The sculptors' workshops in Kumartuli have been around even before the city was even formed.
Take A Walk Around These Old Kolkata Lanes In The Company Of Revolutionaries & Goddesses
What Makes It Awesome
Kumartuli, Kolkata’s potters’ colony has been churning out clay statues and idols by the dozens round the year. The area’s name is derived from the Bengali ‘kumhor’ or potter, and ‘tuli’ or small space. It is as old as the city of Kolkata, which was created by the East India Company by building settlements in a few scattered villages.
The winding lanes are filled with more ramshackle workshops flanked by countless figures and statues. The artisans here have been in this profession for generations, carrying on a 300-year-old tradition of craftsmanship, since the days of the East India Company when the city was created and areas divided according to workers from different professions and industries.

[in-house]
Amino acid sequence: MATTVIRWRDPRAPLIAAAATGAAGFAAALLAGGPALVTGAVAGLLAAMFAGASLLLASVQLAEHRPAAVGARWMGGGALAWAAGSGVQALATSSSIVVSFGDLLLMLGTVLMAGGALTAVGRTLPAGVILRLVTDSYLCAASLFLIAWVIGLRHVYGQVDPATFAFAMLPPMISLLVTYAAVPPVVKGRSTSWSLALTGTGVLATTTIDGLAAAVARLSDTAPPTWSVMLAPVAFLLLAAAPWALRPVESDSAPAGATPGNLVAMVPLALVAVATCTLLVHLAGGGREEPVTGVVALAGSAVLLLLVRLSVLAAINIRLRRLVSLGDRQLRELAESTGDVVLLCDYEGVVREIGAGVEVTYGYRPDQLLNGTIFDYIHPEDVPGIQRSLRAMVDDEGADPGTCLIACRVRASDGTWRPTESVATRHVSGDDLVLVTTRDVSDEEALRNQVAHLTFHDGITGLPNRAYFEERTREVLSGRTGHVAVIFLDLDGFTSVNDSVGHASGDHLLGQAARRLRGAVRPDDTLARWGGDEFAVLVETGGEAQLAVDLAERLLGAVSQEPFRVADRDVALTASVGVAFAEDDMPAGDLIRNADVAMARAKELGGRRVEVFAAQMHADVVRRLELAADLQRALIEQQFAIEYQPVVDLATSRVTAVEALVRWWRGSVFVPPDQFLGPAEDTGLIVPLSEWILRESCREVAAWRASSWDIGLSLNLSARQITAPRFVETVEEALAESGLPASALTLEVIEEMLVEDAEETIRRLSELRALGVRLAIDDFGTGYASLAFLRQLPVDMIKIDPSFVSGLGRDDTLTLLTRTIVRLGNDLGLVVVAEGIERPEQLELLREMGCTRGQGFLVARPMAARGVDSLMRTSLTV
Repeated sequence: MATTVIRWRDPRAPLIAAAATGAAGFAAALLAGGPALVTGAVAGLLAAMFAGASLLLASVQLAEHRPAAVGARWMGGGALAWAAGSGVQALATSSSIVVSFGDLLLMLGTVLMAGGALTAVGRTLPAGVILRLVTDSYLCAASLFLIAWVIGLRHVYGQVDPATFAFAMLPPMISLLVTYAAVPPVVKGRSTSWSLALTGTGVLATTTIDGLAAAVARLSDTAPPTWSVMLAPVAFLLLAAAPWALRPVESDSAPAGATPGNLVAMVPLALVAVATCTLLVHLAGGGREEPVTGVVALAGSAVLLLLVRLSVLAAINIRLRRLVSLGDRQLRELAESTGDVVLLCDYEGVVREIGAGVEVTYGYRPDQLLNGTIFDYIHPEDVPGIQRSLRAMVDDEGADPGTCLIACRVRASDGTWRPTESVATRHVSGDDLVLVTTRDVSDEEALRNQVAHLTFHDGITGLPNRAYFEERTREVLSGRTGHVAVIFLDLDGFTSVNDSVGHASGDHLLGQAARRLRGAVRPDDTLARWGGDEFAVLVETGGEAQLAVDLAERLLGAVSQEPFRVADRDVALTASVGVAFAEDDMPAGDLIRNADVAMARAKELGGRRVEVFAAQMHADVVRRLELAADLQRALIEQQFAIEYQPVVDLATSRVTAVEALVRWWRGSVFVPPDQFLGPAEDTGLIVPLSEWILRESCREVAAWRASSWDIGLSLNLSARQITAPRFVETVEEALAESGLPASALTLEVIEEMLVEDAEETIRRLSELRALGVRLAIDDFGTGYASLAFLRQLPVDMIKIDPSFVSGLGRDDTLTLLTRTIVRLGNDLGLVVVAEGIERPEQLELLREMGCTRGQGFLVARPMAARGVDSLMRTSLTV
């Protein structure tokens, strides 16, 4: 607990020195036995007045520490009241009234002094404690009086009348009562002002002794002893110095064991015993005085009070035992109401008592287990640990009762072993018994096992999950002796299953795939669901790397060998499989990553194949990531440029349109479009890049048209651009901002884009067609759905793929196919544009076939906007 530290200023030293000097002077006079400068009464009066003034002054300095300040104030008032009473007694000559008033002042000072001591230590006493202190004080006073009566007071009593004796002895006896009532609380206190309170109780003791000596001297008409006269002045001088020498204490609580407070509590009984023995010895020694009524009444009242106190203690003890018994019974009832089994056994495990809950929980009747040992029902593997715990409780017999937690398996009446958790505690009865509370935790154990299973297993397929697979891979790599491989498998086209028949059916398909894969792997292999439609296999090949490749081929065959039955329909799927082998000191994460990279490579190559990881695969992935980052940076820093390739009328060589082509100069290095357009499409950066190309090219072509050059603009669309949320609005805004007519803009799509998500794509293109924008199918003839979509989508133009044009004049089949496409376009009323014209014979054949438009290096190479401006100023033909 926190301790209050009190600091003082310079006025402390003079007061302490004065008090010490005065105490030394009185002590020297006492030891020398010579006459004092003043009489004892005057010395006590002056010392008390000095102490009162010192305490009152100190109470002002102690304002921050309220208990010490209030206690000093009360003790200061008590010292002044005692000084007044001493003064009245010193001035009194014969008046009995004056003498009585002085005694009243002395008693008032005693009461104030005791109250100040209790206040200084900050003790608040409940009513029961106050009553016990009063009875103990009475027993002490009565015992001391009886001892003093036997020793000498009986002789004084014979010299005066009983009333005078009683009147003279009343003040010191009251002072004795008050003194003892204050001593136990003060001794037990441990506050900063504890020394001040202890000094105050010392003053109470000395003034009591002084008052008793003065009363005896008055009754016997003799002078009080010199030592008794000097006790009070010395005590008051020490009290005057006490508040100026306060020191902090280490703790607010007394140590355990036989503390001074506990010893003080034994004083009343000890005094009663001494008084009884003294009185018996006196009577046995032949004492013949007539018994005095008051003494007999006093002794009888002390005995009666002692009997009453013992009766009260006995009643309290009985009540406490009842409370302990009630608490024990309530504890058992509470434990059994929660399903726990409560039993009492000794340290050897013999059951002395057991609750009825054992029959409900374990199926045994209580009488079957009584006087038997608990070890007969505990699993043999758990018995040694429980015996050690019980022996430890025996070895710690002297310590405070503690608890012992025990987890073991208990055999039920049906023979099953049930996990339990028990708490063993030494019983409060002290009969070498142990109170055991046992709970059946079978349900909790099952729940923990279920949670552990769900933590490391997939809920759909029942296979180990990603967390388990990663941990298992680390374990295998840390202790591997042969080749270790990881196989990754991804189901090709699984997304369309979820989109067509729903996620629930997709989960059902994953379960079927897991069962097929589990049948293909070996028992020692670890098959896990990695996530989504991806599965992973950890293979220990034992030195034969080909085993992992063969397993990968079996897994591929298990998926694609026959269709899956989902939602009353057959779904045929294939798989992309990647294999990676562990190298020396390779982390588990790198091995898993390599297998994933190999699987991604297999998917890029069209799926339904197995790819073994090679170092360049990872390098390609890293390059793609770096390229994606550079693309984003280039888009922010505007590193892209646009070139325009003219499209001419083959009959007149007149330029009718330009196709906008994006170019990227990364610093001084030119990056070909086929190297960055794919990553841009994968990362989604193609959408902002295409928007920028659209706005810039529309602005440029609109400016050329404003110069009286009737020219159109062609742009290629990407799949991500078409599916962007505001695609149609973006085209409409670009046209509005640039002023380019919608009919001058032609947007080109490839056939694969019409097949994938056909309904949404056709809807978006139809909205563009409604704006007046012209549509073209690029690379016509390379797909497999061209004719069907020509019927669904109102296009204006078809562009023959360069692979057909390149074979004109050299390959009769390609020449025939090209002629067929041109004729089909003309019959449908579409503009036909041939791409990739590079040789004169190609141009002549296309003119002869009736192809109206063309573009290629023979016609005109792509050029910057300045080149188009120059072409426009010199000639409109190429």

Some of them say their families date back to around 1757, before the city was even formed or founded, when they were involved in making clay kitchen utensils and toys!
Walk around the narrow lanes, taking care not to brush against the many wet clay works in progress. Strike up conversations with idol makers as they work or take a break over chai.
They potters’ workshops get orders from all over India, and abroad. It has has become somewhat of a tourist hub now and a fave spot for photographers in the city who want to light up their Insta feed with interestingness. During Durga Puja, the workshops churn out close to 4,000 idols.
What Could Be Better
It can be a bit hard to locate as the workshops are in narrow lanes off the main roads. And there are no signages to guide you, just ask the residents and shopkeepers.
Keep your camera on standby at all times, because you just don’t now what you will come across. Abandoned clay busts or statues looking at the world go by. You will come across many deities frozen in limbo — in various states of creation — like these headless torsos.